There was a lot going on when I created the Writing Our Lives Workshop in early 2011. It had been eight months since I quit the safety net of a full-time editing job to live my dream of writing and teaching. I had walked away from the 352 page manuscript of my latest novel and finally gave in to the often confusing process that is writing. My memoir had been pursuing me for years. I’d managed to run away but there was no running anymore. The memories were haunting me, keeping me up at night and invading my dreams when I finally collapsed from exhaustion. I finally surrendered and gave in, thus beginning the journey to what would become A Dim Capacity for Wings.
I was teaching and writing and trying to make sense of the increasingly volatile political atmosphere that was plaguing our nation.
I watched as California’s Proposition 8 was ratified. I cringed at the signs that read “Gay = God abhors you.” And I cried with the gay couples who watched their rights swept away. I still cry with them.
I was raised in a gay relationship in the 80s long before Heather Has Two Mommies was written and just a few years after the American Psychiatric Association declassified homosexuality as a mental disorder, so the blatant homophobia behind this and other anti-gay legislation hit me right in the chest cavity. I was (and still am) even more convinced that the only way to effect change (in this case, show the hate-mongers that they are wrong) is by sharing my story, our stories. Contrary to what these fools say, people raised in gay households can be functional, productive members of society. I love and live and thrive BECAUSE I was raised by two women, not in spite of that truth.
I watched as anti-immigration legislation swept the nation. I am a second-generation Latina who’s been told more than once to “go back to your country” and called a gringa in my motherland (because we walk the borderlands, our feet in both nations while never fully belonging to either). I was taught directly and subliminally that my culture, both as a Latina and a woman who grew up in Bushwick, Brooklyn, is inferior and not important enough to be studied.
And I watched as the Texas State Education Board used its power to rewrite history. Under the new standards, labor leader César Chávez will no longer appear at all in textbooks and slavery will now be described as “the Atlantic triangular trade”, not America’s original sin but just a relic of British colonialism that America struggled so desperately to cast off. Is this for real? Yes. It’s very real. And very serious.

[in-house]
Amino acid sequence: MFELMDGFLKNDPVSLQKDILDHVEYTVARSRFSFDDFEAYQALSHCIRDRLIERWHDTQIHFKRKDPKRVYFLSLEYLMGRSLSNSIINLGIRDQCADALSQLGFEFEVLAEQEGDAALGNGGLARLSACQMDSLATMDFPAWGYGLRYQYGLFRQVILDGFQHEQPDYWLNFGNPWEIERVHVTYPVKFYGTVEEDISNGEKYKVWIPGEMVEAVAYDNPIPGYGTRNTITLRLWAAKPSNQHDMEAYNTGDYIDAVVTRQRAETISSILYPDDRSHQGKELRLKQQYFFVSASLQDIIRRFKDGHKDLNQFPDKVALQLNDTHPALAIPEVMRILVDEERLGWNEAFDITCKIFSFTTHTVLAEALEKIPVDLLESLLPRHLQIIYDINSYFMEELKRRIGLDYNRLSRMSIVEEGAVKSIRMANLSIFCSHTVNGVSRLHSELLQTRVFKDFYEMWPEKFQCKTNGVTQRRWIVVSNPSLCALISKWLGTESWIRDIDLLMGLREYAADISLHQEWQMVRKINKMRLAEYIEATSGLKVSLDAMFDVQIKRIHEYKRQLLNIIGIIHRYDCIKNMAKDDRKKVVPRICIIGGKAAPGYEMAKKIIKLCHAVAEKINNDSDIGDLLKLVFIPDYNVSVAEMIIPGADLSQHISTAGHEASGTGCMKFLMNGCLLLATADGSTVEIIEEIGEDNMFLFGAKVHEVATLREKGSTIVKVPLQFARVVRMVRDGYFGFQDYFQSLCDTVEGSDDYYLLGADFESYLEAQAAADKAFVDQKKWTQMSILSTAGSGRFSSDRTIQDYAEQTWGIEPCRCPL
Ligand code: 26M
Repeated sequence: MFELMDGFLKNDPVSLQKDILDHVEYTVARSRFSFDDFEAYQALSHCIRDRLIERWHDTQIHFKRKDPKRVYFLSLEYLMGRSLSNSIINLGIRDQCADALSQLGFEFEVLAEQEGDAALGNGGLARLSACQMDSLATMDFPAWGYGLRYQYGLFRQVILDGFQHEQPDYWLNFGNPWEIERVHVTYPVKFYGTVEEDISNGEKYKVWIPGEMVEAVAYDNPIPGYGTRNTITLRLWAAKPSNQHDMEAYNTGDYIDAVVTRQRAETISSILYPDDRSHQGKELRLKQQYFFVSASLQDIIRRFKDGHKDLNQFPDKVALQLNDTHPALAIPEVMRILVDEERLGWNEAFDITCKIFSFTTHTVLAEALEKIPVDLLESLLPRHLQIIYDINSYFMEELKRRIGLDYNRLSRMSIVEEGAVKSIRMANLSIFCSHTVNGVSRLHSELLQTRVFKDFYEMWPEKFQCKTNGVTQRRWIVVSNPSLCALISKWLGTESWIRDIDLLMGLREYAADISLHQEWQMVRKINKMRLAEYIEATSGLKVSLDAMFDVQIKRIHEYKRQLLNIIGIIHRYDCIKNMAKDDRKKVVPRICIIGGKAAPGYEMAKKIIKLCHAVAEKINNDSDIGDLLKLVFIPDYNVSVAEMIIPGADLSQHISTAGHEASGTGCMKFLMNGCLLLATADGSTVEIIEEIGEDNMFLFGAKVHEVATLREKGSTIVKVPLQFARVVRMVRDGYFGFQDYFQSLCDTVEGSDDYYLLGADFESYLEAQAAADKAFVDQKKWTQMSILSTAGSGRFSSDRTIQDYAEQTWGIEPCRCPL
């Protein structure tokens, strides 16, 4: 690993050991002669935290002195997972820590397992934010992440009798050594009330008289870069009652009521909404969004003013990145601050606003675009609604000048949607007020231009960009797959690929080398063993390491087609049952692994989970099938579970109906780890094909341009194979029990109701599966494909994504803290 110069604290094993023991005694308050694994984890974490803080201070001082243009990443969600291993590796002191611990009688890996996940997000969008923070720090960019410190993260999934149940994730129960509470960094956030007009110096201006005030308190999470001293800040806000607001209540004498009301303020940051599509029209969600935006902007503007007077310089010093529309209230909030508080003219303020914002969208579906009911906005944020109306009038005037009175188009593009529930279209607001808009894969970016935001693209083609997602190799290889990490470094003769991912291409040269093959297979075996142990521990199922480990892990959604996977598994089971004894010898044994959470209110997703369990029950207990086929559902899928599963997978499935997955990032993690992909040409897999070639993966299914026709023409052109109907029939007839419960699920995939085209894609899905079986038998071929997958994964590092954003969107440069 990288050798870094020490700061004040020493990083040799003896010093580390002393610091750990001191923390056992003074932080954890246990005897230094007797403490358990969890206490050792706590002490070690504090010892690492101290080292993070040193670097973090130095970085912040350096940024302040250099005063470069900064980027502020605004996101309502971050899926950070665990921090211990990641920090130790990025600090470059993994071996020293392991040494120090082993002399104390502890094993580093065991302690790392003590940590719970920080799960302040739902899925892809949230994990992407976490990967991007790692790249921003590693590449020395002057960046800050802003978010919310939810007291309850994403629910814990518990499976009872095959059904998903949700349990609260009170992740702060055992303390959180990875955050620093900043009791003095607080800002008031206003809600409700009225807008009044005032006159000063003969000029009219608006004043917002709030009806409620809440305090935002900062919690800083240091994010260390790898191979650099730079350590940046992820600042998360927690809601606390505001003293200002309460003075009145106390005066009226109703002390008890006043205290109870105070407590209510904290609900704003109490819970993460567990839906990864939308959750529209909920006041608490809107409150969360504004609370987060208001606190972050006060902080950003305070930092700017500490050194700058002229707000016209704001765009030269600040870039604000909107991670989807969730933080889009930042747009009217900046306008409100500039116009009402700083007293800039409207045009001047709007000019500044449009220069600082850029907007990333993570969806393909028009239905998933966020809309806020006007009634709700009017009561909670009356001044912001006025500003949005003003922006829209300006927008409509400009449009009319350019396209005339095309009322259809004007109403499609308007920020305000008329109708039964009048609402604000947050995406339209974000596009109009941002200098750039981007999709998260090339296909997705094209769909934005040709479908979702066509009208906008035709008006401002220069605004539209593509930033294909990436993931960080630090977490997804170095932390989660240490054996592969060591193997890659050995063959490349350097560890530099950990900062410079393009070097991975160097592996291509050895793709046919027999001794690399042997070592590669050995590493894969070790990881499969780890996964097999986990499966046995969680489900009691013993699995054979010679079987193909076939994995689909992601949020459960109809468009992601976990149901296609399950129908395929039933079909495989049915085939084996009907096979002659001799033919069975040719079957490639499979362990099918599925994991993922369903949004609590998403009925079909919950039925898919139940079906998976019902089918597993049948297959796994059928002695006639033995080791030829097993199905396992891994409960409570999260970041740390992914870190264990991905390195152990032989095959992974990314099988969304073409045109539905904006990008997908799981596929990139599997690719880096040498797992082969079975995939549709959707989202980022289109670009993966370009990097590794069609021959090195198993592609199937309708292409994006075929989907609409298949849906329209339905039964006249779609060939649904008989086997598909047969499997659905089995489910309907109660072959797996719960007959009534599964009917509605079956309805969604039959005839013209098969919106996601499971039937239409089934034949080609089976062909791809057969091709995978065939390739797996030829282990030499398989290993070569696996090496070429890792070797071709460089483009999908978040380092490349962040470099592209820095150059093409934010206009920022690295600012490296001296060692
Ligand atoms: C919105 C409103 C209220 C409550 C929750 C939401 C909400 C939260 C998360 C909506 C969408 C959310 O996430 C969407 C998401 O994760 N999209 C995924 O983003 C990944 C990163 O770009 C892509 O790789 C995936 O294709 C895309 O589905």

I thought about all this while I created the Writing Our Lives workshop. I thought about how I, we’ve been silenced for so long. Too long. I thought about how personal narrative is and has always been a way to make sure all histories are documented. There for our children to read and know. There for the world to know. It’s a responsibility. Mine and yours. I take it seriously.
More than a year and a half after starting the workshop, now prepping for the sixth session of the Writing Our Lives workshop, the political environment of this country has grown even more volcanic. Arizona’s SB 1070 (aka the “papers, please” provision) has made racial profiling legal in the state of Arizona. And, earlier this year, ethnic studies programs in Tucson (yes, Arizona again!) public schools were eliminated and books by the box-load were pulled from the classrooms. These books are largely by black and brown authors. Surprised? No. What makes these books and programs so threatening? That they tell what the textbooks do not: our perspectives.
When I first read about the ban, my memory ricocheted to the spring of 1992, when, just sixteen years old and a junior in boarding school, a professor who was all too aware of my love for books gave me my first copy of Julia Alvarez’s How the Garcia Girls Lost Their Accents, the first book I’d ever seen or read by a Latina. My world shifted that day. Up to that point, my education privileged the stories and history of wealthy, white men. I was taught by omission that the history of my people (and, for that matter, the histories of all marginalized people) was inferior and not worthy of study. Arizona’s latest move does the same. It tells kids in Arizona, 60+% who are of Mexican heritage, that their history and perspectives have no place in American culture. Personal narrative is important now more than ever.
The Writing Our Lives Workshop is here to give face to the numbers, to silence the naysayers and propaganda, to help writers tell the world, “I am here. This is my story. I’m not going anywhere.”
I’m totally obsessed with personal narrative and memoir, and have been since I read St. Augustine’s Confessions when I was 19. I’ve been working on my memoir for more than a decade (I’m now in the clutch of the second draft) and have written dozens of personal essays. I’ve also read hundreds of memoirs, written two novels and co-wrote a book for young social activists. I created the Writing Our Lives Workshop to share what I’ve learned over the course of my writing and reading life.
Through interactive lessons and discussions on developing voice, characters, plot and dialogue, and exercises to prompt memory and help students find stories in the events of their lives, I will work with writers to pen a 7-10 page personal narrative, the culminating project. There will be regular homework (reading and writing), as well as in-class writing and sharing.
For more information contact Vanessa at firstname.lastname@example.org.
You can also read more on my Facebook page, including what students have said about the workshop: on.fb.me/U9EvLG